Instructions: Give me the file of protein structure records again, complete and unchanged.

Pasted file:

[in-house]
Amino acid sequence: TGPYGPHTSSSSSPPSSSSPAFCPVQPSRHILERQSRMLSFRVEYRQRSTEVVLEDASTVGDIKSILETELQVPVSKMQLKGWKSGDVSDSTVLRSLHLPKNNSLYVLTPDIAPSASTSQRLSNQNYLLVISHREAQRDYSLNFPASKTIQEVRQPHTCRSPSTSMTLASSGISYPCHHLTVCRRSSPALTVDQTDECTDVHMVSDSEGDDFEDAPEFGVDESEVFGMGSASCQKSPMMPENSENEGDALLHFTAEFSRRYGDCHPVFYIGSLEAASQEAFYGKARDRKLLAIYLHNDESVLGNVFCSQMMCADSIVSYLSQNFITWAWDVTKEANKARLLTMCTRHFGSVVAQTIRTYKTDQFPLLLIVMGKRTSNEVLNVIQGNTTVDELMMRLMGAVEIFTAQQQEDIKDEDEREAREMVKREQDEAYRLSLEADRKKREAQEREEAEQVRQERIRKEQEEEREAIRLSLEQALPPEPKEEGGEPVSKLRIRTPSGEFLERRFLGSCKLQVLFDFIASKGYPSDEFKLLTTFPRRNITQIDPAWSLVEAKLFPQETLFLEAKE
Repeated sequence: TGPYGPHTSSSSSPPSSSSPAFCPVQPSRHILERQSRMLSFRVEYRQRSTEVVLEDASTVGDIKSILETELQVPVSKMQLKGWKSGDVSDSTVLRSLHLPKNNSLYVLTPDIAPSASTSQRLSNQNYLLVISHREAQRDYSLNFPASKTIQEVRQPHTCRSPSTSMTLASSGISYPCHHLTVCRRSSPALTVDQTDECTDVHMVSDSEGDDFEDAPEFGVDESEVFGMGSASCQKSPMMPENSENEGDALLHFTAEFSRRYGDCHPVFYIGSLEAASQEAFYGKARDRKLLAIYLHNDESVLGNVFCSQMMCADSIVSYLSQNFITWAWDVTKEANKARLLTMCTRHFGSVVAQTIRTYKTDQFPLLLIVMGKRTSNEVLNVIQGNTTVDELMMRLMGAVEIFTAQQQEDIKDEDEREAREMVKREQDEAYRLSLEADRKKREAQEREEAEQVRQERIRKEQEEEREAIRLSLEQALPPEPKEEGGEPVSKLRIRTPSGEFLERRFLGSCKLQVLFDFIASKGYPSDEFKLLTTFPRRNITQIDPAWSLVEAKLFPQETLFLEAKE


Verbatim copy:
[in-house]
Amino acid sequence: TGPYGPHTSSSSSPPSSSSPAFCPVQPSRHILERQSRMLSFRVEYRQRSTEVVLEDASTVGDIKSILETELQVPVSKMQLKGWKSGDVSDSTVLRSLHLPKNNSLYVLTPDIAPSASTSQRLSNQNYLLVISHREAQRDYSLNFPASKTIQEVRQPHTCRSPSTSMTLASSGISYPCHHLTVCRRSSPALTVDQTDECTDVHMVSDSEGDDFEDAPEFGVDESEVFGMGSASCQKSPMMPENSENEGDALLHFTAEFSRRYGDCHPVFYIGSLEAASQEAFYGKARDRKLLAIYLHNDESVLGNVFCSQMMCADSIVSYLSQNFITWAWDVTKEANKARLLTMCTRHFGSVVAQTIRTYKTDQFPLLLIVMGKRTSNEVLNVIQGNTTVDELMMRLMGAVEIFTAQQQEDIKDEDEREAREMVKREQDEAYRLSLEADRKKREAQEREEAEQVRQERIRKEQEEEREAIRLSLEQALPPEPKEEGGEPVSKLRIRTPSGEFLERRFLGSCKLQVLFDFIASKGYPSDEFKLLTTFPRRNITQIDPAWSLVEAKLFPQETLFLEAKE
Repeated sequence: TGPYGPHTSSSSSPPSSSSPAFCPVQPSRHILERQSRMLSFRVEYRQRSTEVVLEDASTVGDIKSILETELQVPVSKMQLKGWKSGDVSDSTVLRSLHLPKNNSLYVLTPDIAPSASTSQRLSNQNYLLVISHREAQRDYSLNFPASKTIQEVRQPHTCRSPSTSMTLASSGISYPCHHLTVCRRSSPALTVDQTDECTDVHMVSDSEGDDFEDAPEFGVDESEVFGMGSASCQKSPMMPENSENEGDALLHFTAEFSRRYGDCHPVFYIGSLEAASQEAFYGKARDRKLLAIYLHNDESVLGNVFCSQMMCADSIVSYLSQNFITWAWDVTKEANKARLLTMCTRHFGSVVAQTIRTYKTDQFPLLLIVMGKRTSNEVLNVIQGNTTVDELMMRLMGAVEIFTAQQQEDIKDEDEREAREMVKREQDEAYRLSLEADRKKREAQEREEAEQVRQERIRKEQEEEREAIRLSLEQALPPEPKEEGGEPVSKLRIRTPSGEFLERRFLGSCKLQVLFDFIASKGYPSDEFKLLTTFPRRNITQIDPAWSLVEAKLFPQETLFLEAKE